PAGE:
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|Imperialism and the Partition of Africa|
Imperialism, or the extension of one nation-state’s domination or control over territory outside its own boundaries, peaked in the 19th century as European powers extended their holdings around the world.
The huge African continent (three times the size of the continental United States) was particularly vulnerable to European conquest. The partition of Africa was a fast-moving event. In 1875 less than one-tenth of Africa was under European control; by 1895 only one-tenth was independent.
Between 1871 and 1900 Britain added 4.25 million square miles and 66 million people to its empire. British holdings were so far-flung that many boasted that the “sun never set on the British Empire.” During the same time frame, France added over 3.5 million square miles of territory and 26 million people to its empire.
Controlling the sparsely populated Sahara, the French did not rule over as many people as the British. By 1912 only Liberia and Ethiopia in Africa remained independent states, and Liberia was really a protectorate of U.S.-owned rubber companies, particularly the Firestone Company.
By the end of the 19th century, the map of Africa resembled a patchwork quilt of different colonial empires. France controlled much of North Africa, West Africa, and French Equatorial Africa (unified in 1910). The British held large sections of West Africa, the Nile Valley, and much of East and southern Africa.
The Spanish ruled small parts of Morocco and coastal areas along the Atlantic Ocean. The Portuguese held Angola and Mozambique, and Belgium ruled the vast territories of the Congo. The Italians had secured Libya and parts of Somalia in East Africa. Germany had taken South-West Africa (present-day Namibia), Tanganyika (present-day Tanzania), and Cameroon.
Britain had the largest empire and the French the second largest, followed by Spain, Portugal, and Belgium. Germany and Italy, among the last European nations to unify, came late to the scramble for Africa and had to content themselves with less desirable and lucrative territories.
There were many different motivations for 19thcentury imperialism. Economics was a major motivating factor. Western industrial powers wanted new markets for their manufactured goods as well as cheap labor; they also needed raw materials.
J. A. Hobson and Vladimir Lenin both attributed imperial expansion to new economic forces in industrial nations. Lenin went so far as to write that imperialism was an inevitable result of capitalism.
As the vast mineral resources of Africa were exploited by European imperial powers, many Africans became laborers in mines or workers on agricultural plantations owned by Europeans. The harsh treatment or punishment of workers in the rubber plantations of the Belgian Congo resulted in millions of deaths.
However, economics was not the only motivation for imperial takeovers. In some instances, for example the French takeover of landlocked Chad in northern Africa, imperial powers actually expended more to administer the territory than was gained from raw materials, labor, or markets.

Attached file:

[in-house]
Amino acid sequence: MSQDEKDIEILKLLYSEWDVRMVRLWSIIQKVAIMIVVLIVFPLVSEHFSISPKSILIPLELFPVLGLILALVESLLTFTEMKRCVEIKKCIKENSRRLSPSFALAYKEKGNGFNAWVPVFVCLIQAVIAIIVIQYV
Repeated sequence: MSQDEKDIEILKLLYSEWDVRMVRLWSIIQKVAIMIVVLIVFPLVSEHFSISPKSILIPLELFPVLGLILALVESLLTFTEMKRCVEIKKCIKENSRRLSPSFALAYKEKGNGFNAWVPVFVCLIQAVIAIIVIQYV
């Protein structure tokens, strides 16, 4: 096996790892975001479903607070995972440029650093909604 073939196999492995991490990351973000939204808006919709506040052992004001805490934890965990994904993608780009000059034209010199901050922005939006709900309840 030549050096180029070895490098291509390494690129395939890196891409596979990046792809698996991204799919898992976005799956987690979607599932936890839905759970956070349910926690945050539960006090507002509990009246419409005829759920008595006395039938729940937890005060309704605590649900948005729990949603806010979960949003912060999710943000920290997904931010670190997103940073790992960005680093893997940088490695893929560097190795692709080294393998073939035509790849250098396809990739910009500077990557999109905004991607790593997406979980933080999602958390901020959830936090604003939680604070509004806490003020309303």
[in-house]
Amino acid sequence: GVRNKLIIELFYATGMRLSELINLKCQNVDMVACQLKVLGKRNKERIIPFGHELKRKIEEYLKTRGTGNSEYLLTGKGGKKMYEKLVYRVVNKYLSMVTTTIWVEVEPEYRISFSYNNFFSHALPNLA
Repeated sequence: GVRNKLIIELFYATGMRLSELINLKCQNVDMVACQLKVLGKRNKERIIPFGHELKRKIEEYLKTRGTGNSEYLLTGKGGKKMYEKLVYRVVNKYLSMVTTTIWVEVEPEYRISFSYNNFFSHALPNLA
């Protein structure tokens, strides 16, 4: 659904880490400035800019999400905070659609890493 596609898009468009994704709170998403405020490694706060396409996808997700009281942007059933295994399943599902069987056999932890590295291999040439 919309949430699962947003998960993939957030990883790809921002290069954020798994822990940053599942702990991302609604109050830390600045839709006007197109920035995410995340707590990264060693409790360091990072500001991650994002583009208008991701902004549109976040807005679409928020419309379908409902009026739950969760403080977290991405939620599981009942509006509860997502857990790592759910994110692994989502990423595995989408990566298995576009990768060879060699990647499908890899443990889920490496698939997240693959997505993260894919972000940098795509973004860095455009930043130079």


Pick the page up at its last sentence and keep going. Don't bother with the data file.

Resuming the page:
Nationalism fueled imperialism as nations competed for bragging rights over having the largest empire. Nations also wanted control over strategic waterways such as the Suez Canal, ports, and naval bases. Christian missionaries traveled to Africa in hopes of gaining converts.
When they were opposed or even attacked by Africans who resented the cultural incursions and denial of traditional religions, Western missionaries often called on their governments to provide military and political protection.
Hence it was said that “the flag followed the Bible.” The finding of the Scottish missionary David Livingstone by Henry Stanley, an American of English birth, was widely popularized in the Western press. Livingstone was not actually lost, but had merely lost contact with the Western world.
Explorers, adventurers, and entrepreneurs such as Cecil Rhodes in Rhodesia and King Leopold II of Belgium, who owned all of the Congo as his personal estate, also supported imperial takeovers of territories.
Richard Burton, Samuel and Florence Baker, and John Speke all became famous for their exploration of the Nile Valley in attempts to find the source of that great river. Their books and public lectures about their exploits fueled Western imaginations and interest in Africa.
Cultural imperialism was another important aspect of 19th-century imperialism. Most Westerners believed they lived in the best possible world and that they had a monopoly on technological advances.
In their imperial holdings, European powers often built ports, transportation, communication systems, and schools, as well as improving health care, thereby bringing the benefits of modern science to less developed areas.
Social Darwinists argued that Western civilization was the strongest and best and that it was the duty of the West to bring the benefits of its civilization to “lesser” peoples and cultures.
Western ethnocentrism contributed to the idea of the “white man’s burden,” a term popularized by the poet Rudyard Kipling. Racism also played a role in Western justifications for imperial conquests.